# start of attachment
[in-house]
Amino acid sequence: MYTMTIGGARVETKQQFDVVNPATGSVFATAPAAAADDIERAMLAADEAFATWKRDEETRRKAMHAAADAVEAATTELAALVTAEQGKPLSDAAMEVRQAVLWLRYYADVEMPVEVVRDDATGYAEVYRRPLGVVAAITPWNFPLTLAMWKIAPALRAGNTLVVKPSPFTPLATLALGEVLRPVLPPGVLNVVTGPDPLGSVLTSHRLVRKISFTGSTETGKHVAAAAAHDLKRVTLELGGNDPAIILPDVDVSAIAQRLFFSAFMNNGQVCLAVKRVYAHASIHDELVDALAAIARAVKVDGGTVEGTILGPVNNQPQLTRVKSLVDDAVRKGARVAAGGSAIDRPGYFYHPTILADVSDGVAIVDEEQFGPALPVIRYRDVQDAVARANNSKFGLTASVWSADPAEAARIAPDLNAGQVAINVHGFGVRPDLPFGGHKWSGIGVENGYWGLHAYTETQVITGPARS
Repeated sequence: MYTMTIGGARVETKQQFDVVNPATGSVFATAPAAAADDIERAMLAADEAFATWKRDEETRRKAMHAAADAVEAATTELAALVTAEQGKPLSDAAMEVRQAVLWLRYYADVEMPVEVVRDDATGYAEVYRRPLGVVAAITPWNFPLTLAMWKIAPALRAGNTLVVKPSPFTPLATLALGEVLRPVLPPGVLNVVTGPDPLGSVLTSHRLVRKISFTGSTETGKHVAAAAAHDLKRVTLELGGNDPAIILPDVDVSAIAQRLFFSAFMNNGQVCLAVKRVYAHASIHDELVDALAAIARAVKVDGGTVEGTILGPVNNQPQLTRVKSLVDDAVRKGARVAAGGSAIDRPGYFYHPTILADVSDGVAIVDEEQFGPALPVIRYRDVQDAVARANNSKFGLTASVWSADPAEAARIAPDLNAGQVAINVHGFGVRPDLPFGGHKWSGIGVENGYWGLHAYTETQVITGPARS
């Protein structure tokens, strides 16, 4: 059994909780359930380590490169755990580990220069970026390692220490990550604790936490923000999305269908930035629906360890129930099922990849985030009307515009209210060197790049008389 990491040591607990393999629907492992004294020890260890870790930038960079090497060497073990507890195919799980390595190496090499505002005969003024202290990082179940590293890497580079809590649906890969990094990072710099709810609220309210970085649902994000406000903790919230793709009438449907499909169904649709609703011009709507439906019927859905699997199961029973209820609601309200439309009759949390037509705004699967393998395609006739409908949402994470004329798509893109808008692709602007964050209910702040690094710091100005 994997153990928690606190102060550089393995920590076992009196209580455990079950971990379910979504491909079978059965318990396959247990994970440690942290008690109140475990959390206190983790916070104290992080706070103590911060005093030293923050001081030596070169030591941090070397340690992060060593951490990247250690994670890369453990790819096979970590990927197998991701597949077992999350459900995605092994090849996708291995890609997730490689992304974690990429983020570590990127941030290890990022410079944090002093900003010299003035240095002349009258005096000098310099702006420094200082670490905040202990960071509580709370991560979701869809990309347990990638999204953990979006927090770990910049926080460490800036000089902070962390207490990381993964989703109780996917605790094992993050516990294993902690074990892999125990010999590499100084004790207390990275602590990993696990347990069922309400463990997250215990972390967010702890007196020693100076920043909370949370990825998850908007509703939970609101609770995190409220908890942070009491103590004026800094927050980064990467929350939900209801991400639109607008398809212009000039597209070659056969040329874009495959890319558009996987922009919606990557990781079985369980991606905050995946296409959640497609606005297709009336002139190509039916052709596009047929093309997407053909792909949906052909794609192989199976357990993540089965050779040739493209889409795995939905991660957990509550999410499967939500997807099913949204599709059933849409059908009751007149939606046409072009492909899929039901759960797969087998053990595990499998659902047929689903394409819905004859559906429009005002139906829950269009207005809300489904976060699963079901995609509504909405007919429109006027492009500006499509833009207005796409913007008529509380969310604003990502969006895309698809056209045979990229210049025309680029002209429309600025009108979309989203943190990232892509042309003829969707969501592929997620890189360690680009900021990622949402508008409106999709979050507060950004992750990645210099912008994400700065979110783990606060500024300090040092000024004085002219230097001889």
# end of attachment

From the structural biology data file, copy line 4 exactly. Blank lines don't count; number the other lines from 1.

């Protein structure tokens, strides 16, 4: 059994909780359930380590490169755990580990220069970026390692220490990550604790936490923000999305269908930035629906360890129930099922990849985030009307515009209210060197790049008389 990491040591607990393999629907492992004294020890260890870790930038960079090497060497073990507890195919799980390595190496090499505002005969003024202290990082179940590293890497580079809590649906890969990094990072710099709810609220309210970085649902994000406000903790919230793709009438449907499909169904649709609703011009709507439906019927859905699997199961029973209820609601309200439309009759949390037509705004699967393998395609006739409908949402994470004329798509893109808008692709602007964050209910702040690094710091100005 994997153990928690606190102060550089393995920590076992009196209580455990079950971990379910979504491909079978059965318990396959247990994970440690942290008690109140475990959390206190983790916070104290992080706070103590911060005093030293923050001081030596070169030591941090070397340690992060060593951490990247250690994670890369453990790819096979970590990927197998991701597949077992999350459900995605092994090849996708291995890609997730490689992304974690990429983020570590990127941030290890990022410079944090002093900003010299003035240095002349009258005096000098310099702006420094200082670490905040202990960071509580709370991560979701869809990309347990990638999204953990979006927090770990910049926080460490800036000089902070962390207490990381993964989703109780996917605790094992993050516990294993902690074990892999125990010999590499100084004790207390990275602590990993696990347990069922309400463990997250215990972390967010702890007196020693100076920043909370949370990825998850908007509703939970609101609770995190409220908890942070009491103590004026800094927050980064990467929350939900209801991400639109607008398809212009000039597209070659056969040329874009495959890319558009996987922009919606990557990781079985369980991606905050995946296409959640497609606005297709009336002139190509039916052709596009047929093309997407053909792909949906052909794609192989199976357990993540089965050779040739493209889409795995939905991660957990509550999410499967939500997807099913949204599709059933849409059908009751007149939606046409072009492909899929039901759960797969087998053990595990499998659902047929689903394409819905004859559906429009005002139906829950269009207005809300489904976060699963079901995609509504909405007919429109006027492009500006499509833009207005796409913007008529509380969310604003990502969006895309698809056209045979990229210049025309680029002209429309600025009108979309989203943190990232892509042309003829969707969501592929997620890189360690680009900021990622949402508008409106999709979050507060950004992750990645210099912008994400700065979110783990606060500024300090040092000024004085002219230097001889």